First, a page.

"Anytime you become a part of the team and the community, a sense of loyalty sets in," said Pro Bowl linebacker Lorenzo Alexander, who's been a Redskin since 2006. "And when you're in it and it's not going well, you want to change it and be a part of that change. This is a team that's been pretty bad the last six, seven years, and now you get to be a part of that change. I think it's a little bit more memorable that way than if you go and sign with a team that wins all the time. I think you appreciate it a little bit more."

Look at Cooley, the veteran tight end who grew up a Redskins fan, has played here since 2004 and rushed right back midseason in spite of getting cut in August and being promised no significant role.

"I never had any doubt this would be a great place to win," Cooley said.

Look at Moss, who re-signed in 2011 and whipped himself into better physical shape this offseason after the coaches told him his roster spot was in jeopardy.

"This place is home. It becomes your home," Moss said. "So you feel like you're playing not just for yourself, but for this whole community that wants it so bad. And that's something extra."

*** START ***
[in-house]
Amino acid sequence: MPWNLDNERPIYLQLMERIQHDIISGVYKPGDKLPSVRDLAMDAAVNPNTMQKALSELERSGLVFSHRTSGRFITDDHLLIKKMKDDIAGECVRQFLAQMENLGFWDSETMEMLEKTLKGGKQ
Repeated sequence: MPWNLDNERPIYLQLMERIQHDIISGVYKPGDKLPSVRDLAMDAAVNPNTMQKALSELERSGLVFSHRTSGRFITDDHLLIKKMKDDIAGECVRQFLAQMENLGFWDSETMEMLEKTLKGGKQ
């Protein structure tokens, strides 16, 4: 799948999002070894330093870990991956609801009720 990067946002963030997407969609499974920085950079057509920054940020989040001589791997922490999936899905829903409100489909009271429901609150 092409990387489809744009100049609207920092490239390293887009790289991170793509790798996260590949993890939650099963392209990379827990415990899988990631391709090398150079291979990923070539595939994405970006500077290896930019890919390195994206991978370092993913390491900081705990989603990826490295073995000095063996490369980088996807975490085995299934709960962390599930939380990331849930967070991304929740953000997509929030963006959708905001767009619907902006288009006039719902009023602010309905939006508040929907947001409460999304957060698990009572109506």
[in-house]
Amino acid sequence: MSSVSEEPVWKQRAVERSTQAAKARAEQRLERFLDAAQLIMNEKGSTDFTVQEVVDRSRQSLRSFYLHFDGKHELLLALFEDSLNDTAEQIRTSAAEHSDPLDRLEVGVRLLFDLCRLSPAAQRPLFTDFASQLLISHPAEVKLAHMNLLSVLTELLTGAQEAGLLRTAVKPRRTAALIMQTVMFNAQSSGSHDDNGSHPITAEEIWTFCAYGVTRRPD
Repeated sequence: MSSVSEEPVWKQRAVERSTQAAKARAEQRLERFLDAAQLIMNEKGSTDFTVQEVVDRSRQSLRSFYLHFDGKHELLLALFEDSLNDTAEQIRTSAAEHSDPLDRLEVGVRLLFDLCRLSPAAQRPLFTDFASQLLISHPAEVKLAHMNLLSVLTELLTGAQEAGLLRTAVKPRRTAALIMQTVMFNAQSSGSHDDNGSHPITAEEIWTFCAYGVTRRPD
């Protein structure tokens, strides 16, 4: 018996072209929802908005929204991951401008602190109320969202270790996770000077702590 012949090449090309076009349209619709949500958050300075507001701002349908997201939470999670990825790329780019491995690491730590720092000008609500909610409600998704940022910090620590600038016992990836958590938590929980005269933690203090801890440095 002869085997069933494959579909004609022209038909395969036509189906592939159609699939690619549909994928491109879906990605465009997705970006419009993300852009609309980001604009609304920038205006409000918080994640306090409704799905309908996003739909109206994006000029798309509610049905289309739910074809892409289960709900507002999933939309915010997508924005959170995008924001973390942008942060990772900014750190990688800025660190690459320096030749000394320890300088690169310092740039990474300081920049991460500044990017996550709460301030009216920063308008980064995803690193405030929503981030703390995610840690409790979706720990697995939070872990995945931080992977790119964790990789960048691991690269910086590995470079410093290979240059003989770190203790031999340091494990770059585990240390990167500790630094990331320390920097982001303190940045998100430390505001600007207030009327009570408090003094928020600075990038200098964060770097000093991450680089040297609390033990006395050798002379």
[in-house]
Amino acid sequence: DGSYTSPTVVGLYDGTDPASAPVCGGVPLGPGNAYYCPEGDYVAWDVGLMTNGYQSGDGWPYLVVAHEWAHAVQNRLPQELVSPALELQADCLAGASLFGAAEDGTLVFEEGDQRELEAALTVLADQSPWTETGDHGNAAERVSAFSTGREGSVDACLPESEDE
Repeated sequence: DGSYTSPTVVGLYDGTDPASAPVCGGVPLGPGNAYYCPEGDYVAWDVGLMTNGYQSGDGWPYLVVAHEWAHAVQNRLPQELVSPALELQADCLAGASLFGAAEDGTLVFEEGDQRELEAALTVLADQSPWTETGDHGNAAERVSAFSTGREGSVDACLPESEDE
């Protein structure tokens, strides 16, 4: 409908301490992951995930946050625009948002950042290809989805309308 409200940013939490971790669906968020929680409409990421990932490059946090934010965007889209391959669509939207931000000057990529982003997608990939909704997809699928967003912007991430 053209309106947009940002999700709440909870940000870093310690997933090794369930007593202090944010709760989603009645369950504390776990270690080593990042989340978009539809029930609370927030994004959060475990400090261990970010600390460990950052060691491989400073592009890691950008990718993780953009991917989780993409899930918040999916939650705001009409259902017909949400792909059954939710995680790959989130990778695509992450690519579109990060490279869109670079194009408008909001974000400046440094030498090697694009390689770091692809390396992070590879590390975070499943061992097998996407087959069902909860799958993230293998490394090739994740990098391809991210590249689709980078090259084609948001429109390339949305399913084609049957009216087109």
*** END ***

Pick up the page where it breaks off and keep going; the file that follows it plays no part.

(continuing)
There is something extra about winning as a Redskin, especially after the franchise went so long without anything to cheer. There's no way to know how long the current ride will last. It could end Sunday or it could take the Redskins all the way to New Orleans and the Super Bowl. But the special feeling around here is that of a corner turned -- a bright hope for the future behind rookie quarterback Robert Griffin III and all of the new pieces Mike Shanahan has added the past two offseasons. The Redskins who have slogged through the bad years feel great about this very good year because they think it's the first of many to come.

"I think you feel a culture change, which is what was needed around here," Alexander said. "And when you go through the down times and you can be a part of that kind of culture change, it's very satisfying, I would say."
LANDOVER, Md. -- Another NFL season is over for three of the NFC East's teams, while the division-champion Redskins prepare for a playoff matchup Sunday against Seattle. The order of the breakfast links is now set for the remainder of the league year. Redskins fans who used to complain about always being listed last ... enjoy it.

Washington Redskins (10-6)

Dave Sheinin writes of the two rookies who led the Redskins to this division title and are probably too young to realize how much it means to the community in which the NFL fates have placed them. The fans came in chanting "RG III!" for Robert Griffin III and left chanting of "Alfred Morris" and his 200 rushing yards in a division title game.

Pretty sweet night, too, for Redskins veterans like Chris Cooley, who have slogged through some tough times and now see the reward. Cooley is especially appreciative, since he nearly didn't get to be a part of a team he thought could be special.